“Naturopathy” is NOT “Functional Medicine”
A recent article authored by an ND, addressing the ability to heal autoimmune conditions with “functional medicine,” raises the question of whether it is clear to our profession the difference between “functional medicine” and “naturopathy.” Thomas Kruzel, ND writes a beautiful article on this topic [link here] and I’ll touch on a single distinguishing highlight.
Where the Term “Functional Medicine” Originated From in the First Place
Functional medicine is a term which originated out of affiliations between medical doctors and Bastyr University. The MDs found validity in searching for underlying causes, and coined the idea of “functional medicine” to describe a more patient centered nutritional, genetic, and “functional” approach. In the article in question, functional medicine is described as a focus on finding and healing the root cause of chronic illness and looking at health with a whole-person perspective. Sounds a lot like naturopathic medicine with one extremely important omission: vitality.
“There’s Something Missing”
What sets naturopathy apart from functional medicine is a core understanding that if left alone, the body will heal itself – that the most intense and powerful healing modalities simply stimulate the body to do all the work on its own. The therapeutic direction this mandates is incredibly different. If the body is viewed as capable of healing on its own, then the minimal amount of intervention will be utilized, with an emphasis to get rid of things that are overloading the system. From a functional perspective, often what is seen is a smaller piece of the puzzle which is not working, and needs specific external intervention. This is why functional medicine doctors are often noted for their extensive use of nutritional supplements – because “there’s something missing.”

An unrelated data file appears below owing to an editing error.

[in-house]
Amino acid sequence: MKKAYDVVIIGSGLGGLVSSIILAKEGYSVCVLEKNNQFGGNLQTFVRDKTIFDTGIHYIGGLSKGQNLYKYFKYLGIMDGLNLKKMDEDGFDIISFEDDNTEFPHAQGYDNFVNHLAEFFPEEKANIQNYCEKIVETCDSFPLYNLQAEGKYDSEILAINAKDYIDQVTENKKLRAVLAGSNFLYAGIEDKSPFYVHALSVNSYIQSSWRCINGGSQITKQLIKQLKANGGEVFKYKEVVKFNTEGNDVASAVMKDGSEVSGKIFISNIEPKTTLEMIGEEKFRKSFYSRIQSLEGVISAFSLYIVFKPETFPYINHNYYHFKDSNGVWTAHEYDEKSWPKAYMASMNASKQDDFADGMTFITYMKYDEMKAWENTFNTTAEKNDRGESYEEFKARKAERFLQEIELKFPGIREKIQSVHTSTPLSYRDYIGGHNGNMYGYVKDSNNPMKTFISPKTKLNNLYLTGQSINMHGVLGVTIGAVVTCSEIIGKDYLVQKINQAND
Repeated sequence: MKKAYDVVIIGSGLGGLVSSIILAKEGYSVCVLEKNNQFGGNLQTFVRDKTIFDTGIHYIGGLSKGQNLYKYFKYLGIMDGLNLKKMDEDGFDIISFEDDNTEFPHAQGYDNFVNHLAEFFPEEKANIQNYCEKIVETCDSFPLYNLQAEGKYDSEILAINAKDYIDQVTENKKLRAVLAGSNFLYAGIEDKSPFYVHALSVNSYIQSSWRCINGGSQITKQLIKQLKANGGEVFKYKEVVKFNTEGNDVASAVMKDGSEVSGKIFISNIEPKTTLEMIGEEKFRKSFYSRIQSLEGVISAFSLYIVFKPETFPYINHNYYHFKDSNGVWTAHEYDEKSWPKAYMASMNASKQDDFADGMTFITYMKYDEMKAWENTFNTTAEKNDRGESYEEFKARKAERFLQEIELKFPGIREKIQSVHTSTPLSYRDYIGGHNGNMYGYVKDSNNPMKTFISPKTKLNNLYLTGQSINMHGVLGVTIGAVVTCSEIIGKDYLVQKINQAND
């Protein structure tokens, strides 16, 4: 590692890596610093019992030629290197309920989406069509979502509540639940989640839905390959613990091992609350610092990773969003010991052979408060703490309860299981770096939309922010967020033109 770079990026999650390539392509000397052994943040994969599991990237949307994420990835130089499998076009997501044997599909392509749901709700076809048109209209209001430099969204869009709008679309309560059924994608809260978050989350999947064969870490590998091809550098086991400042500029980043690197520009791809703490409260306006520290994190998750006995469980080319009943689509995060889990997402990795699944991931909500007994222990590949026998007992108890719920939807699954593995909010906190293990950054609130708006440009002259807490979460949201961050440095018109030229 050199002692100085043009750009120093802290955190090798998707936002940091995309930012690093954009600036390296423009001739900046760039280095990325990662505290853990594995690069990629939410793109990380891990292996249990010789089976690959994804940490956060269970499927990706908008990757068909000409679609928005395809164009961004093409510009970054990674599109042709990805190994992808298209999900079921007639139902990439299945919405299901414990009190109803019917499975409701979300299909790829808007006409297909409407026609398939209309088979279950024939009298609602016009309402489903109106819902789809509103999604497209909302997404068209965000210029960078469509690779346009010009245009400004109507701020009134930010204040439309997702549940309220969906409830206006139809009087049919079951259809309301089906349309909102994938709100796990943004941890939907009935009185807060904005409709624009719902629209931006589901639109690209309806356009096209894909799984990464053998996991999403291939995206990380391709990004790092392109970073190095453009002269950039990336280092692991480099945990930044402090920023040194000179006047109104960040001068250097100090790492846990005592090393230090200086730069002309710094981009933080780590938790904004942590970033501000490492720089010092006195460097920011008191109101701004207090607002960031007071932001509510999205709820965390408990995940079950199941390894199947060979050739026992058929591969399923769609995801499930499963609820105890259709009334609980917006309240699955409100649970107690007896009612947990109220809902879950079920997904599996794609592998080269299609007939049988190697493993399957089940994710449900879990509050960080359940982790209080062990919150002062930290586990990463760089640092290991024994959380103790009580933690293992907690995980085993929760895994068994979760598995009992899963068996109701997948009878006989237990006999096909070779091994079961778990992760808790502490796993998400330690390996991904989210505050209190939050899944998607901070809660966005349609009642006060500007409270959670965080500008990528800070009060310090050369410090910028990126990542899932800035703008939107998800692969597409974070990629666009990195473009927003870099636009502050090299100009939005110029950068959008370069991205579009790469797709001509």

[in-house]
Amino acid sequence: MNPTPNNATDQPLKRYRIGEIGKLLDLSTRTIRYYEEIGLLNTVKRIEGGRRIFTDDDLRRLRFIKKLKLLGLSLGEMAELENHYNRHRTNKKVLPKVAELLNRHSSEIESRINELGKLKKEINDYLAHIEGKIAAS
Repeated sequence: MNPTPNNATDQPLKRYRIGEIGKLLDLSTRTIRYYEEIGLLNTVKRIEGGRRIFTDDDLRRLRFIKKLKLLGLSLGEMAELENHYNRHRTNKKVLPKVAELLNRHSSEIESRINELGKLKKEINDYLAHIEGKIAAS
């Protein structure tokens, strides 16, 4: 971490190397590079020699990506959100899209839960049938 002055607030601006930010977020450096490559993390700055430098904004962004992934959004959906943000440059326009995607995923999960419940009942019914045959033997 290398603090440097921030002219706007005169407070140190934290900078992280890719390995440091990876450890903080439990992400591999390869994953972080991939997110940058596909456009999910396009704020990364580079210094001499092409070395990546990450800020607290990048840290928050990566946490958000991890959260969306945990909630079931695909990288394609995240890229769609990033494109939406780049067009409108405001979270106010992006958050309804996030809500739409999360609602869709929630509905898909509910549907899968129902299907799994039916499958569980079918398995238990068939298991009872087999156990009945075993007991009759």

The Exception Rather Than the Rule
This idea of “something missing,” is a very good conceptual way of understanding the difference between how naturopaths and functional medicine doctors approach patient care. This is not to say that there’s never “something missing,” sometimes there is, and this needs to be addressed. But on the general whole, if the body is a functioning, self-healing organism, this should be the exception rather than the rule, especially with the diseases of excess which are so common in today’s world.
Node Smith, associate editor for NDNR, is a fifth year naturopathic medical student at NUNM, where he has been instrumental in maintaining a firm connection to the philosophy and heritage of naturopathic medicine amongst the next generation of docs. He helped found the first multi-generational experiential retreat, which brings elders, alumni, and students together for a weekend campout where naturopathic medicine and medical philosophy are experienced in nature. Three years ago he helped found the non-profit, Association for Naturopathic ReVitalization (ANR), for which he serves as the board chairman. ANR has a mission to inspire health practitioners to embody the naturopathic principles through experiential education. Node also has a firm belief that the next era of naturopathic medicine will see a resurgence of in-patient facilities which use fasting, earthing, hydrotherapy and homeopathy to bring people back from chronic diseases of modern living; he is involved in numerous conversations and projects to bring about this vision.